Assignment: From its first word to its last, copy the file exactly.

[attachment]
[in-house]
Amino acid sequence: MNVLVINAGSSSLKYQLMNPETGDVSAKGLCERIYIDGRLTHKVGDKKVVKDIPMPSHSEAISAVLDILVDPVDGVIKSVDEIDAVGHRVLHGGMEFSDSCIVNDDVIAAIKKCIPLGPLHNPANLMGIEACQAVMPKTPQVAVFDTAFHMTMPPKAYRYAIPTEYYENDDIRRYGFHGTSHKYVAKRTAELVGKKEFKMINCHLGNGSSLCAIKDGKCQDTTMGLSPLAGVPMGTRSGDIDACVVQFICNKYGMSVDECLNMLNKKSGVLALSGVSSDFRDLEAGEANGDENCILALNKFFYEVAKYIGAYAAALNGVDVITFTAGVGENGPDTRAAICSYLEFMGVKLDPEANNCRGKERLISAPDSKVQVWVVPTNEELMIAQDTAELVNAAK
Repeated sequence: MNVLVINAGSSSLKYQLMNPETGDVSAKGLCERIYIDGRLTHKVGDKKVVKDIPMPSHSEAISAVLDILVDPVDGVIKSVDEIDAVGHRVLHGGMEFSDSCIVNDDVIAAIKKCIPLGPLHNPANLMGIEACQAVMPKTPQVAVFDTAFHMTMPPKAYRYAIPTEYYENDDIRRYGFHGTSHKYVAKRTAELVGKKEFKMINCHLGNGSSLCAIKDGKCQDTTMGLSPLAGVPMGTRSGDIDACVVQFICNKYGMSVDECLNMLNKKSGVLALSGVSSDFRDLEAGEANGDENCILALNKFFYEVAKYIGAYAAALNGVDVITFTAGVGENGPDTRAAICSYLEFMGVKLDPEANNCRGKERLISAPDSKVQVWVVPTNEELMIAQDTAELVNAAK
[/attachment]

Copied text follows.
[in-house]
Amino acid sequence: MNVLVINAGSSSLKYQLMNPETGDVSAKGLCERIYIDGRLTHKVGDKKVVKDIPMPSHSEAISAVLDILVDPVDGVIKSVDEIDAVGHRVLHGGMEFSDSCIVNDDVIAAIKKCIPLGPLHNPANLMGIEACQAVMPKTPQVAVFDTAFHMTMPPKAYRYAIPTEYYENDDIRRYGFHGTSHKYVAKRTAELVGKKEFKMINCHLGNGSSLCAIKDGKCQDTTMGLSPLAGVPMGTRSGDIDACVVQFICNKYGMSVDECLNMLNKKSGVLALSGVSSDFRDLEAGEANGDENCILALNKFFYEVAKYIGAYAAALNGVDVITFTAGVGENGPDTRAAICSYLEFMGVKLDPEANNCRGKERLISAPDSKVQVWVVPTNEELMIAQDTAELVNAAK
Repeated sequence: MNVLVINAGSSSLKYQLMNPETGDVSAKGLCERIYIDGRLTHKVGDKKVVKDIPMPSHSEAISAVLDILVDPVDGVIKSVDEIDAVGHRVLHGGMEFSDSCIVNDDVIAAIKKCIPLGPLHNPANLMGIEACQAVMPKTPQVAVFDTAFHMTMPPKAYRYAIPTEYYENDDIRRYGFHGTSHKYVAKRTAELVGKKEFKMINCHLGNGSSLCAIKDGKCQDTTMGLSPLAGVPMGTRSGDIDACVVQFICNKYGMSVDECLNMLNKKSGVLALSGVSSDFRDLEAGEANGDENCILALNKFFYEVAKYIGAYAAALNGVDVITFTAGVGENGPDTRAAICSYLEFMGVKLDPEANNCRGKERLISAPDSKVQVWVVPTNEELMIAQDTAELVNAAK